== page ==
The new ‘biomechanically perfect’ running shoe from Airia?

Whenever a new running shoe or new design feature is proposed or marketed, I tend  to take notice, but not often write about it. I decided to write about this one. A Swedish company, Airia have started marketing their Airia One running shoe with the claims that it is the biomechanically ideal or perfect running shoe and that it can improve performance. If you make a claim like that, you going to get my critical attention!

I was first alerted to this shoe via Pete Larsen and then a thread on Podiatry Arena (that the Airia CEO contributed to). My initial kneejerk reaction as along the lines of OMG and roll eyes! How can there be one shoe that is ideal or perfect when I had just last week wrote a post with one possible explanation as to why one size does not fit all when it comes to running?

To get a better understanding of what this shoe is, here is the marketing video from Airia:

And here are two graphics on the shoe from Airia:

Probably the key design feature is the elevation under the lateral metatarsal heads that tapers, giving a 6mm difference between the first and fifth metatarsal heads. I never sure what to call this type of design feature: Pete Larsen called it a ‘slant’. I usually call this a ‘lateral column elevation’. Others might call it a ‘cant’, ‘forefoot valgus post’ or ‘lateral forefoot wedging’. Other design features in this shoe is the zero drop between heel and forefoot and the 35 degree toe spring. I not going to focus on those design features and address my comments at the slant/cant/lateral column elevation/forefoot valgus post/lateral forefoot wedge in the context of the performance claims made by the company and the potential injury risks from this. The comments are also made based on the publicly available information and not seeing or trying the shoes.

As with most other shoe brands there is a certain about of ‘marketing speak’ that goes into the promotion of the shoe. Airia claims a “as much as 7%” improvement in performance using these shoes. You can read more on what they did here in their white paper. It is preferable to see this sort of research properly published in a peer reviewed journal by independent researchers rather than something that is proprietary to the company. Without going into detail they used 10 runners doing 5km time trials in two Airia One running shoe prototypes vs five other shoes.  With the exception of one shoe, they were all the same weight. The order was randomized. Its not clear from the white paper if the runners were blinded as to the condition and the purposes of the study, which could introduce bias. The results appear to show that the participants could run faster over 5km in the Airia running shoe. However, it is not as clear cut as claimed in the white paper and on the Airia website. The statistical method they used (Paried Wilcoxon signed rank test) was used to do ‘multiple comparisons’ or ‘multiple testing’. You are not supposed to do that and this is a significant flaw in the white paper, so a conclusion can not be drawn from the data until its analysed properly.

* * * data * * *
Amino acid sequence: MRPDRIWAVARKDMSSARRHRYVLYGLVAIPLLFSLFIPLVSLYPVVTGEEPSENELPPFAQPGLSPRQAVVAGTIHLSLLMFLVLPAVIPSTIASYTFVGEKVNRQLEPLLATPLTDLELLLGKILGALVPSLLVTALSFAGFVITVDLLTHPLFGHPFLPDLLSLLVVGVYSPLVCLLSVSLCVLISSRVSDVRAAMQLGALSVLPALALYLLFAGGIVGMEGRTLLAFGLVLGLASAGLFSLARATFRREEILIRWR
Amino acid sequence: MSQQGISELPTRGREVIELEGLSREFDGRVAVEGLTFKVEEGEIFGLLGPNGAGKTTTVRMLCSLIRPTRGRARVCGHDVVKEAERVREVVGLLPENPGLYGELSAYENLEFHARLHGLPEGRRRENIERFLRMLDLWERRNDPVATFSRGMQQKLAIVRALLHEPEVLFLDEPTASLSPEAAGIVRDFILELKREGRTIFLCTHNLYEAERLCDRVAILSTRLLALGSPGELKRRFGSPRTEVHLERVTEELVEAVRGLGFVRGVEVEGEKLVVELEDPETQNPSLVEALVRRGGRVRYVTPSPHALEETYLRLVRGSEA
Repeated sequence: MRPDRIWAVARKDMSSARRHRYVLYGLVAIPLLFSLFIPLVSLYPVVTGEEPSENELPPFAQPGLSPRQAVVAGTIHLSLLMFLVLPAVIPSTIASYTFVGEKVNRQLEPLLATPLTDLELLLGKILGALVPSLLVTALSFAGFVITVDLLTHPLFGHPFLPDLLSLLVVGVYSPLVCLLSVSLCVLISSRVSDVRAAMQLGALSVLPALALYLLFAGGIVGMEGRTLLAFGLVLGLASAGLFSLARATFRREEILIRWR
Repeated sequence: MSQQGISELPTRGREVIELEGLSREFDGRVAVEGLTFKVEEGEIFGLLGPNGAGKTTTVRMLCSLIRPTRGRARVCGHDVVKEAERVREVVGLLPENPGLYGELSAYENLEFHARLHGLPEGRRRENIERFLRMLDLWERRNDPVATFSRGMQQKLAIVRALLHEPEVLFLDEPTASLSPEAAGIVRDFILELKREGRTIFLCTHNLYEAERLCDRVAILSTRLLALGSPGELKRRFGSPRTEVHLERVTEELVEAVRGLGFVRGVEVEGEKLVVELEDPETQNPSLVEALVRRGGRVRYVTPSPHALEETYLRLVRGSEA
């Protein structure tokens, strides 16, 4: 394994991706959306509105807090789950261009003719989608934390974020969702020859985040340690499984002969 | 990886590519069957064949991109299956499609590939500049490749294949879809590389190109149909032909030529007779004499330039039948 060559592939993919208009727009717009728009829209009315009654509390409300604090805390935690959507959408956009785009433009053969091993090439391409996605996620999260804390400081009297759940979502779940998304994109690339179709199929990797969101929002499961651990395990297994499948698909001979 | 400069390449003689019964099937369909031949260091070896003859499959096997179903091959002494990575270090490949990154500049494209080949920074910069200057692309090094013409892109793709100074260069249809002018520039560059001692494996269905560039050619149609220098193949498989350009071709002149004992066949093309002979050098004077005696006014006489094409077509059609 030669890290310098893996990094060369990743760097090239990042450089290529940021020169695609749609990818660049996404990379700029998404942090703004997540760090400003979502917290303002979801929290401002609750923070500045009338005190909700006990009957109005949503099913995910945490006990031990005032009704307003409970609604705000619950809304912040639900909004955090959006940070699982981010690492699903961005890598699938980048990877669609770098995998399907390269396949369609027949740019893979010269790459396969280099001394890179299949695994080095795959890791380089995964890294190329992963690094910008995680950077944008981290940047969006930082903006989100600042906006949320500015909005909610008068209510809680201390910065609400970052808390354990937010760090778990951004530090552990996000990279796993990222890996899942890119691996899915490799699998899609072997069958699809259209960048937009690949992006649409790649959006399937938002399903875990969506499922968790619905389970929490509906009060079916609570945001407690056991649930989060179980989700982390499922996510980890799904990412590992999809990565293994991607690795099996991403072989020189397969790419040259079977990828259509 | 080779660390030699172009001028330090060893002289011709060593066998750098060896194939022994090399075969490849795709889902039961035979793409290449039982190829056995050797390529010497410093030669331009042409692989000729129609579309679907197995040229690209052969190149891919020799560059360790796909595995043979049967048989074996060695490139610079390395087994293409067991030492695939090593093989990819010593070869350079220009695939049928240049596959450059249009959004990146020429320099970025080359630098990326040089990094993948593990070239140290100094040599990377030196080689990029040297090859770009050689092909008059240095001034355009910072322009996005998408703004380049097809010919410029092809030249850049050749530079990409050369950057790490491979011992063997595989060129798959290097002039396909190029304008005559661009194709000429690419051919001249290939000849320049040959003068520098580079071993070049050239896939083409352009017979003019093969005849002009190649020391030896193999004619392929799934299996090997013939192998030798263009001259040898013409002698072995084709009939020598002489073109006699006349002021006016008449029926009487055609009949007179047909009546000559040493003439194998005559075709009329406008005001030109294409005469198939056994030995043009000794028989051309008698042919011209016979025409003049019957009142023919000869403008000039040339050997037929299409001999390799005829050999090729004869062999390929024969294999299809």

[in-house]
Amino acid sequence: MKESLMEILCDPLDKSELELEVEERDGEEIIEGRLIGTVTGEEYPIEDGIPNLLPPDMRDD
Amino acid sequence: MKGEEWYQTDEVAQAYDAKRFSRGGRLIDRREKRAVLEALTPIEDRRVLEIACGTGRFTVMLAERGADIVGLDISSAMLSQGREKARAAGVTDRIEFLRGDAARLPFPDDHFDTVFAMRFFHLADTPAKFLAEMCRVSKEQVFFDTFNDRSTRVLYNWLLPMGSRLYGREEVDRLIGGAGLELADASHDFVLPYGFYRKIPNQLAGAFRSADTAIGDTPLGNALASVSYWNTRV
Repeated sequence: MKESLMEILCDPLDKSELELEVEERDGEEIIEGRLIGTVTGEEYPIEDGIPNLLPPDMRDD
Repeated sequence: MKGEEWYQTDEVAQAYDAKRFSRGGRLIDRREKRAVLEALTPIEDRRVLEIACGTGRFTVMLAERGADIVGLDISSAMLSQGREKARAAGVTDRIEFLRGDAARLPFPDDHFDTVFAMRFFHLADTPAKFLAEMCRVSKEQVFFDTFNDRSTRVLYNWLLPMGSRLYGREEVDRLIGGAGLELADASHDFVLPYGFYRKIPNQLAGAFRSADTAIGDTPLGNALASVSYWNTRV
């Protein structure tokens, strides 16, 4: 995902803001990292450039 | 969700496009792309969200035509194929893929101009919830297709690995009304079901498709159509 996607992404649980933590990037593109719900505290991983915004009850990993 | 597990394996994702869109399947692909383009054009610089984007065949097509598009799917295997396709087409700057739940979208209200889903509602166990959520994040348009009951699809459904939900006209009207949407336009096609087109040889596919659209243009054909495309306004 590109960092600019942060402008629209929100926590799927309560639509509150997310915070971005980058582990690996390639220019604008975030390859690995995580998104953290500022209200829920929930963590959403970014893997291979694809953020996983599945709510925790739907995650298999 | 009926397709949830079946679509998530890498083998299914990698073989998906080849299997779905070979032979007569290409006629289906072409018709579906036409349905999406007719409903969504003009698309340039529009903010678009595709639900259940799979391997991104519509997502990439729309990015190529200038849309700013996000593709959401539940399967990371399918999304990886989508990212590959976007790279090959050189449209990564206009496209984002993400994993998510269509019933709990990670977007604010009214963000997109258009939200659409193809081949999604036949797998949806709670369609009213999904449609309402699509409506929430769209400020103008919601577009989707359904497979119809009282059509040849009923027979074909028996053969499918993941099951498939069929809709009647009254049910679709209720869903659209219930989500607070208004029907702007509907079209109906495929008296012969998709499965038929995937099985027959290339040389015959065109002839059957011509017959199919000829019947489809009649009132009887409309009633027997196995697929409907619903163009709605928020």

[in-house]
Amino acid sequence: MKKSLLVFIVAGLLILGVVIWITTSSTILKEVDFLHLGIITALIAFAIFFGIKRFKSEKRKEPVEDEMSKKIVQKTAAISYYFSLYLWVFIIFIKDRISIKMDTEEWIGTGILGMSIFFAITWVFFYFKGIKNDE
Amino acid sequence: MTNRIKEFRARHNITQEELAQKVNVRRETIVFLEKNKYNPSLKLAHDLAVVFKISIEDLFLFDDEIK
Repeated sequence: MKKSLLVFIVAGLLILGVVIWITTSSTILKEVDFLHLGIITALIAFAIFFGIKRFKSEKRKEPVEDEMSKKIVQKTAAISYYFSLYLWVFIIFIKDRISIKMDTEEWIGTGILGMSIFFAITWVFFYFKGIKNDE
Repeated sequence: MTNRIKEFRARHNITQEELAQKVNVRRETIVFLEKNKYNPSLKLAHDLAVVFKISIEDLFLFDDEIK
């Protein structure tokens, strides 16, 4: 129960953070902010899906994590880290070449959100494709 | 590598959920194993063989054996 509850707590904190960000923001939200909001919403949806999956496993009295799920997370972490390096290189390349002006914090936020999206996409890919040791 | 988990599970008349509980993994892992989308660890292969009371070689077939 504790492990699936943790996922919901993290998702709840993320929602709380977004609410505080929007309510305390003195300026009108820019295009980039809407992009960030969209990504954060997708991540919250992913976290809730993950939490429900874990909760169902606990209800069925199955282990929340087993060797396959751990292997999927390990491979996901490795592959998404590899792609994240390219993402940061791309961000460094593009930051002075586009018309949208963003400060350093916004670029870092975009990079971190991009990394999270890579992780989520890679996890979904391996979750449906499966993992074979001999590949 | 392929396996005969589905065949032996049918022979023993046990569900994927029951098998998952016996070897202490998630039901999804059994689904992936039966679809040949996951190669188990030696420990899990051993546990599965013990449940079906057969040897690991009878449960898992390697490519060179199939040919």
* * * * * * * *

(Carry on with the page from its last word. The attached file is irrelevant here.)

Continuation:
Having said that, how plausible are the claims that performance can be improved with the use of the Airia shoe? Way back in 1998 one of the students I was co-supervising for an undergraduate research project looked at how high you could jump with a lateral wedge under the forefoot (like the design in the Airia shoe) and with proper randomization, blinding, repeatability etc he showed that the participants could jump almost 1cm higher wearing the wedge compared to the other conditions. So, yes, there is possibly some biological plausibility to the performance claim from Airia. It is only possible to speculate on the mechanism for this. Back in 1998 we speculated that one mechanism could be that the lateral wedging lowers the force to get the windlass mechanism established (subsequent testing shows it does) and if the windlass is easier to establish, then it is theoretically easier to get the heel off the ground, therefore this could explain why you could jump higher and in the case of the Airai shoe, potentially run faster. See my previous post on the windlass mechanism and more discussion on it below. It is possible that issues associated with the windlass mechanism are important to the design features used by Airia (including the 35 degree toe spring). However, there are so many if and buts and its probably going to be a subject specific response, I would not want to draw any hypothetical across the board conclusions.